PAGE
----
I was walking past a car the other day and I saw a vinyl decal of Grumpy Cat, the beloved cat who always looks like he’s scowling.  The decal read, “Having a bad day? Good.”  It made me chuckle.  Later that day, I began thinking about how there are people in the world who seem to be a lot like Grumpy Cat; they delight in others’ misery, or they seem to take great joy in creating it.

If we’re willing to be honest, I’m confident there has been a day, or two, in each of our lives, where we have expressed the sentiments of a grumpy cat.  Where we are struggling, internally, and lashing out at, or word-punching others, seems to flow from us a bit too easily.  It’s not at all how we want to interact, but yet it seems to almost instinctually sneak out and hurt those around us, while leaving us feeling embarrassed and regretful.

An interesting paradigm that we used in my coaching program, which I hold onto as dear, is:  Every act is either an act of love or a cry for love.  Initially, this can be hard to accept as we begin to examine both seemingly pure and also hostile moments we’ve personally encountered or learned of throughout history.  If you allow yourself to embrace that everyone’s intention, with every action, is loving, it challenges the meanings we have already locked in as true to ourselves about those moments.

A parent who screams at their child – how can that be an act of or a cry for love?  A parent yelling is typically to inform their child of what they feel their child should be doing; of what they believe would be best for them.  A clean room means a child who understands responsibility.  A youth who honors a curfew means they are ideally safer.  These are loving intentions, although the choice of delivery is questionable.  The delivery is primed by our beliefs and the emotional tools we hold to stay conscious of our actions and reactions, especially in times of stress. Delivery and intention are two separate skill sets.

One thing about embracing this paradigm is that it allows us to hold a space of understanding for the one acting out.  If we can find trust and space within to believe that everyone is innately loving, this can dynamically impact how we look on and interact with others.  If we trust that a stranger’s intention is loving, think about how much more forgiving you would feel towards an inappropriate fellow driver.  We are no longer getting ourselves worked up in the frantic energy of the situation, but rather, we are looking to find the love that is being given or cried out for.  It offers us the opportunity of a very powerful mindset shift.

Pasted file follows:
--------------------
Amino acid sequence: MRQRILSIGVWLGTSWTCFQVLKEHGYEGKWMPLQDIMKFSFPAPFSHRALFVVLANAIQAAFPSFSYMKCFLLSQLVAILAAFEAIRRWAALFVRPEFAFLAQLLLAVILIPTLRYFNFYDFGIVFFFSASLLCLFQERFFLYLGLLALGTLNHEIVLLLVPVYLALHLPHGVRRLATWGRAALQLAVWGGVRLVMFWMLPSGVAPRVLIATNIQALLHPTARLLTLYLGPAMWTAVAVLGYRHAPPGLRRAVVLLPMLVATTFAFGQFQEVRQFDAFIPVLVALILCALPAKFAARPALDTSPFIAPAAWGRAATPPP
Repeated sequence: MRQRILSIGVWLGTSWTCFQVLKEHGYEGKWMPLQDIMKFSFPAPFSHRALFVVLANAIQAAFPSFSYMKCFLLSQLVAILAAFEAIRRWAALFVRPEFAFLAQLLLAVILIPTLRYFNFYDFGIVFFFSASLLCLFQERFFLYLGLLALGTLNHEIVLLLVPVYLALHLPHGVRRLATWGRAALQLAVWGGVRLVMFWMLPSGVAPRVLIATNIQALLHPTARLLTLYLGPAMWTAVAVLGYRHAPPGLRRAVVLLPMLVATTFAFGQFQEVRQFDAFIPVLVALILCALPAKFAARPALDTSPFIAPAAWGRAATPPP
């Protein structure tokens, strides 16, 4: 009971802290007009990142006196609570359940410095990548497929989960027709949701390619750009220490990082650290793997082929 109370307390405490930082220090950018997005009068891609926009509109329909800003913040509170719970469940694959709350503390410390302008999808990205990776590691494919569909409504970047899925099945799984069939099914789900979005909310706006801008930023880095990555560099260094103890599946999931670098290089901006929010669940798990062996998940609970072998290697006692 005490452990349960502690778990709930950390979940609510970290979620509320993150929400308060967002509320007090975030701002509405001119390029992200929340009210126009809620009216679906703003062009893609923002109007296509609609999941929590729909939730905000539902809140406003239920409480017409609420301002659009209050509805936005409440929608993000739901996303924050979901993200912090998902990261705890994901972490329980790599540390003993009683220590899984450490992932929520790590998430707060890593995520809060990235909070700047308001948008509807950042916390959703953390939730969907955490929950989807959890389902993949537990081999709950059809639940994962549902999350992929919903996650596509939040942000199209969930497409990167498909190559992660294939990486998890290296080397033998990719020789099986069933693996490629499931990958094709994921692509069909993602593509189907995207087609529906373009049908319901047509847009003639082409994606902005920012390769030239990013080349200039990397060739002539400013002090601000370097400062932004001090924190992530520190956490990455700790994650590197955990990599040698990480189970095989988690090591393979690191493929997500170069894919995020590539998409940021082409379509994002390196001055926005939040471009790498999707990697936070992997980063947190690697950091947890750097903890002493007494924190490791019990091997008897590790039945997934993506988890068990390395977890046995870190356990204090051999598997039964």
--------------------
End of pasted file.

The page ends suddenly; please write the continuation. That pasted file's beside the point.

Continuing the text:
In holding this mindset, it also means we stop internalizing the actions of others as though they mean something personal about us.  You’re cut off in traffic, that internal voice screams, “What a jerk!  They don’t even care that I’m here.  They don’t respect me.” However, what if the person who cut you off was overly stressed and running late, thinking they mustn’t get fired and the baby kept them up too late. They may feel awful having to put themselves and others at risk, but they feel powerless to their life.  My point is—we never will actually know, so if we are making another’s actions seem personal towards us, we are not seeking to hold compassion.

This can be especially challenging when we create a scenario that involves a loved one and us, but the truth is, as close as we are to others, they are still on their own journey.  We serve them more by focusing on their acts of love and cries for love.  If we can maintain this as our focus, we can stay present for them, and offer them our compassion and understanding much more fully.

As you go through your day, I would love for you to take notice of your actions, and begin to recognize where they are coming from inside of you.  Which part is acting out?  If we work to continuously engage our compassion we are less likely to fall into the role of Grumpy Cat.

 

 

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